With the continued growth of do-everything handheld electronic devices and the trend of replacing desktop computers with laptops, it's only natural that the tablet PC has finally come into its own.
Tablet PCs currently make up less than 2% of portable computer sales, but reports show that market will soon grow at a rapid clip. According to a recent market forecast by Framingham, Mass.-based IDC, tablet PCs will account for nearly 10% (9.7 million units) of the 100.3 million shipments of laptops expected in 2008. Market researcher In-Stat, Scottsdale, Ariz., predicts the worldwide market for tablet PCs to rise from $1.2 billion in 2004 to $5.4 billion in 2009.
There are numerous compelling reasons for using a tablet computer. Users can hand write (rather than type) meeting notes, create searchable archives of handwritten notes, convert notes to text, share notes with colleagues, and work easily with drawings, to name a few.
Tablet computers also sport nearly the same hardware and software as desktop computers, so the learning curve for new users is minimal. Microsoft, for instance, offers a version of its Windows XP operating system for tablet PCs.
Users currently have three ways to enter the world of tablet PCs:
Slate systems feature a touch screen with all the electronics mounted behind it.
Convertible systems look like laptops but feature a touch-sensitive screen attached to the keyboard/CPU section.
Hybrid systems consist of a slate tablet but with a removable keyboard that can be attached like a convertible or detached and left behind.
Slates and hybrids typically weigh in on the lighter end of the scale, from two to four pounds, but are missing some features traditional laptop users expect, such as a full-featured keyboard with function keys or a built-in CD burner. Common complaints about convertibles often have to do with their heavier weight, which can reach six pounds, and flimsy hinges for the pivoting screen.
San Jose, Calif.-based tablet PC maker Acer America is the first to solve the weak hinge issue. Last month, the company introduced its Travel-Mate C200 tablet PC, which features a patented sliding-track mechanism that allows users to quickly convert the unit from a laptop to a tablet. The system features a much more stable writing surface than the common pivot/swivel mechanism.
Tablets are available with a variety of screen sizes (from 10.4 to 14.1 inches), depending on the model and manufacturer. Suppliers include Acer, Averetic, Fujitsu, Gateway, HP, Itronix, Lenova, Motion Computing, Panasonic, Toshiba, and Walkabout.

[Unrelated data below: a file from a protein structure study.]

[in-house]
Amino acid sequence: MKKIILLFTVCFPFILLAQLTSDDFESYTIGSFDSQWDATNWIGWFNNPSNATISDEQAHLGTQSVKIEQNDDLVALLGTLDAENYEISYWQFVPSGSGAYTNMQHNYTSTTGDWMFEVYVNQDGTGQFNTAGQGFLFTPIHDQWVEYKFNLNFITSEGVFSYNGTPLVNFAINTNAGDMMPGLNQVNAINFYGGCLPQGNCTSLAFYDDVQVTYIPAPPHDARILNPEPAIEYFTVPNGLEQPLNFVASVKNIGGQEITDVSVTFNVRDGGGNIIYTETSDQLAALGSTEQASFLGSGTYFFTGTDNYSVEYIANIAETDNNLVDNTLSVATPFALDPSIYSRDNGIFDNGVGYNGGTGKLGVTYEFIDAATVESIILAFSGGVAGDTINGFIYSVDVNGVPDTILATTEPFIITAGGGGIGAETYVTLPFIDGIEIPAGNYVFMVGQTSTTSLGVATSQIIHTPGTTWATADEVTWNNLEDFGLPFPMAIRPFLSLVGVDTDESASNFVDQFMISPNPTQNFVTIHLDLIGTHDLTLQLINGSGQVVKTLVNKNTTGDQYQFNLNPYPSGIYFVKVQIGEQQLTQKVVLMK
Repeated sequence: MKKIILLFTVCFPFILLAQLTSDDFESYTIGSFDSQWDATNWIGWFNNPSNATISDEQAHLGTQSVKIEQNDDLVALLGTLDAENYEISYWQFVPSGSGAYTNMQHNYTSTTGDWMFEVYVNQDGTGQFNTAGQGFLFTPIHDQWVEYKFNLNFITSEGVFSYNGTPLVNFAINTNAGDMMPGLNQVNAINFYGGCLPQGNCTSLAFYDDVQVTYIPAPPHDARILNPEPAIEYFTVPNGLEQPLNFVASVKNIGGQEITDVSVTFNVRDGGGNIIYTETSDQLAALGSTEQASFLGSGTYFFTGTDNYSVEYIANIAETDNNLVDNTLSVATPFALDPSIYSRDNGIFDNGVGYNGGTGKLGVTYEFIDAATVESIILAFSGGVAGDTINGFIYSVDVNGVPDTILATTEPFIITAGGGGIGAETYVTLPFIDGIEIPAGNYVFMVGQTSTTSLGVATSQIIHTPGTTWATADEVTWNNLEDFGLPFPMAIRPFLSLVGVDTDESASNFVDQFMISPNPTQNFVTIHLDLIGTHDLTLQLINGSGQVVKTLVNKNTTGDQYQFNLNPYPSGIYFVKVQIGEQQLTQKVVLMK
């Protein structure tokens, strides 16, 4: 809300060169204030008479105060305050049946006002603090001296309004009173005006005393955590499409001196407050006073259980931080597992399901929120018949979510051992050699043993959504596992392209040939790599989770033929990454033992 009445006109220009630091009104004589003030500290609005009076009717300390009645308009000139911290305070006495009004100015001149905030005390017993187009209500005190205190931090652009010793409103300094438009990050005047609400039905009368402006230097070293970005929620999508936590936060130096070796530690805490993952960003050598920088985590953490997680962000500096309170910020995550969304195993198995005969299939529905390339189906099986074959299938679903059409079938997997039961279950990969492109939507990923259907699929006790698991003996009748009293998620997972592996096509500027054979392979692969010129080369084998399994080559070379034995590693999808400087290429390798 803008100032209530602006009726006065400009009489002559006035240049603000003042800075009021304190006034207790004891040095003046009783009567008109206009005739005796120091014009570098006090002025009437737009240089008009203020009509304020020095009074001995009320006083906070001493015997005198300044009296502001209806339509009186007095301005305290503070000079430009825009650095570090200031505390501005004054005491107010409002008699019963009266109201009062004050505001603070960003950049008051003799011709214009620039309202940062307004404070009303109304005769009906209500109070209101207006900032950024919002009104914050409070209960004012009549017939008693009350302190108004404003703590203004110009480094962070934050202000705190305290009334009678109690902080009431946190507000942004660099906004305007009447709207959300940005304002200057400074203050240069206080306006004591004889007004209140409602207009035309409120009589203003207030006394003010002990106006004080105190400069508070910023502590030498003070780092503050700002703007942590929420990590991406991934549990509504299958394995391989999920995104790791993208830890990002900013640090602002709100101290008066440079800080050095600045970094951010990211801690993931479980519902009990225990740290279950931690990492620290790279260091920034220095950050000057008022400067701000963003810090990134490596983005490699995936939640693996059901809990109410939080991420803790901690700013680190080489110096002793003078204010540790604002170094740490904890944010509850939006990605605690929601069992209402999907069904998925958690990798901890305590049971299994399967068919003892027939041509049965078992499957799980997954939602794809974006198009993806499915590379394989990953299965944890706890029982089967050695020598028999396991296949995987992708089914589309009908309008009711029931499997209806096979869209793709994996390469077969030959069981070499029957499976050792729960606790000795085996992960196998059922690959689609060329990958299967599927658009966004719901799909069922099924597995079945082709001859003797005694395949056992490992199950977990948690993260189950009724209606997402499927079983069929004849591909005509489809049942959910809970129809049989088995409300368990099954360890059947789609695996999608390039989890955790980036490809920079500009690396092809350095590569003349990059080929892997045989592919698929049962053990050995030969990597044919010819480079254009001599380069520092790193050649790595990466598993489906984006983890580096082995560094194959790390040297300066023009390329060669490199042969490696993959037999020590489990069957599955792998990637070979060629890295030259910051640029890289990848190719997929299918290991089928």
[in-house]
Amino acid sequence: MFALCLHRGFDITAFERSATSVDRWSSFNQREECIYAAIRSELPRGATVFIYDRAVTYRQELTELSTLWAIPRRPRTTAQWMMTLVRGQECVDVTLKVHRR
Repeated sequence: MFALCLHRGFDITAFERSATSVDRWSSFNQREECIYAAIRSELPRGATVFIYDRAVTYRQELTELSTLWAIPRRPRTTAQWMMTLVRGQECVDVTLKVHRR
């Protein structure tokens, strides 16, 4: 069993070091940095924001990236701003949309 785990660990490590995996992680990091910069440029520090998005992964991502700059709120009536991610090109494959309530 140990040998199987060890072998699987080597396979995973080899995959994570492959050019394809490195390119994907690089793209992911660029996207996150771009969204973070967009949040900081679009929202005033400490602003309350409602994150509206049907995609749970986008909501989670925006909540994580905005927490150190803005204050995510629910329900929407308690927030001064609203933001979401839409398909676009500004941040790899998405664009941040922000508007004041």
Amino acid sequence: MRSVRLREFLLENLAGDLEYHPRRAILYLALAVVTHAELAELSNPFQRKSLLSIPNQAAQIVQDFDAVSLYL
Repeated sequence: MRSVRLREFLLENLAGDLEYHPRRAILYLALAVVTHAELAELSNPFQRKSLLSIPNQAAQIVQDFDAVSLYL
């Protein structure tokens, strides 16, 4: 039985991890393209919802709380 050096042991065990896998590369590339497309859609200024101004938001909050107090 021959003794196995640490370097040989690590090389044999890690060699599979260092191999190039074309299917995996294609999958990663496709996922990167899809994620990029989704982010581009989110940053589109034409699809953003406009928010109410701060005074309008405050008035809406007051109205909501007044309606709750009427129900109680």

This year has seen a slew of new tablets in all shapes and sizes. Slates, such as those made by Motion and Fujitsu, look like oversized PDAs, but feature such goodies as 60-gigabyte hard drives, CD burners, and wireless Wi-Fi connectivity. These machines weigh as little as two pounds and start at about $1,000.
One downside to tablet PCs (and most mobile computing devices) that has kept them off job sites is their fragility. Now manufacturers such as Acer and Panasonic offer magnesium-clad machines fitted with shock-absorbent mounting systems to protect key components and gasketed cracks to keep water out.
Users of Fujitsu's Stylistic tablet PC can "ruggedize" their computer for the job site with the Otterbox 4600 protective case from Otterbox Products, Fort Collins, Colo. The case features a handstrap for easy handling, and is wrapped in a waterproof Gore-type material that allows the tablet to "breath out" its heat while staying dry in wet conditions.
Another drawback to tablets that manufacturers are finally addressing is the limited viewability outdoors. Glare from sunlight can be overbearing, affecting the productivity of the users. Austin, Texas-based Motion recently introduced an optimized screen option for its LE 1600 tablet PC that allows the screen to be viewed from any angle in virtually any light condition. Utilizing a proprietary optical enhancement process initially developed for high-end military aviation and marine applications, the display automatically adjusts settings to adapt to different environments.
Give architects a choice, and they'll want the option to sketch anytime, anywhere, which makes some of the latest software for tablet PCs especially compelling. Desired features usually include the ability to sketch in 3-D, pan, rotate, zoom, shade, and walk through spaces.
Boulder, Colo.-based @Last Software recently unveiled a pen-based version of its design product SketchUp for use on HP tablet systems. The software allows users to create 3-D models of complex geometry with variable levels of detail, flexible dimensioning, and text controls.
Another interesting tool for sketching and rendering on tablet PCs comes from Alias, Toronto. Called Alias SketchBook Pro, the software features pallets of contextual tools that can be selected with a flick of the pen. The program allows users to sketch and refine renderings with relative ease. SketchBook is compatible with pressure-sensitive graphics tablets and tablet PCs running Microsoft's Windows Tablet PC.